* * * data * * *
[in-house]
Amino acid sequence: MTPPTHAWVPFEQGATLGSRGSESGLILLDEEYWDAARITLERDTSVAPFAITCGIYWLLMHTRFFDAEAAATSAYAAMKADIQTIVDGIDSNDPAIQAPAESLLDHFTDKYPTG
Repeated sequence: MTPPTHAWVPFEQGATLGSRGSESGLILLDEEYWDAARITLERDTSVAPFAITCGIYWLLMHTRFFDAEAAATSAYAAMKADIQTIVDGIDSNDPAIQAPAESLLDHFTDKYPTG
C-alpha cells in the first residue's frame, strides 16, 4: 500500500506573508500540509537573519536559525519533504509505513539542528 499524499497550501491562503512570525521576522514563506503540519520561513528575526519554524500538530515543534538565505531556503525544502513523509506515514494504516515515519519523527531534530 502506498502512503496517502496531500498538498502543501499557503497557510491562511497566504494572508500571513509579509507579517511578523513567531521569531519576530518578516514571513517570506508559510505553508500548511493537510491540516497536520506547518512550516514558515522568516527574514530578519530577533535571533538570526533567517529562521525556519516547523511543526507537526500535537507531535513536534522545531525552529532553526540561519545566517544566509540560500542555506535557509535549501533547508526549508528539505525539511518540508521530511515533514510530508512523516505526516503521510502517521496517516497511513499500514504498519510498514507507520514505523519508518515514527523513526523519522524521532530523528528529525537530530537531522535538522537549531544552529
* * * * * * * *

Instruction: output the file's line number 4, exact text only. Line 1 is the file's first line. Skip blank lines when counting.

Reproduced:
C-alpha cells in the first residue's frame, strides 16, 4: 500500500506573508500540509537573519536559525519533504509505513539542528 499524499497550501491562503512570525521576522514563506503540519520561513528575526519554524500538530515543534538565505531556503525544502513523509506515514494504516515515519519523527531534530 502506498502512503496517502496531500498538498502543501499557503497557510491562511497566504494572508500571513509579509507579517511578523513567531521569531519576530518578516514571513517570506508559510505553508500548511493537510491540516497536520506547518512550516514558515522568516527574514530578519530577533535571533538570526533567517529562521525556519516547523511543526507537526500535537507531535513536534522545531525552529532553526540561519545566517544566509540560500542555506535557509535549501533547508526549508528539505525539511518540508521530511515533514510530508512523516505526516503521510502517521496517516497511513499500514504498519510498514507507520514505523519508518515514527523513526523519522524521532530523528528529525537530530537531522535538522537549531544552529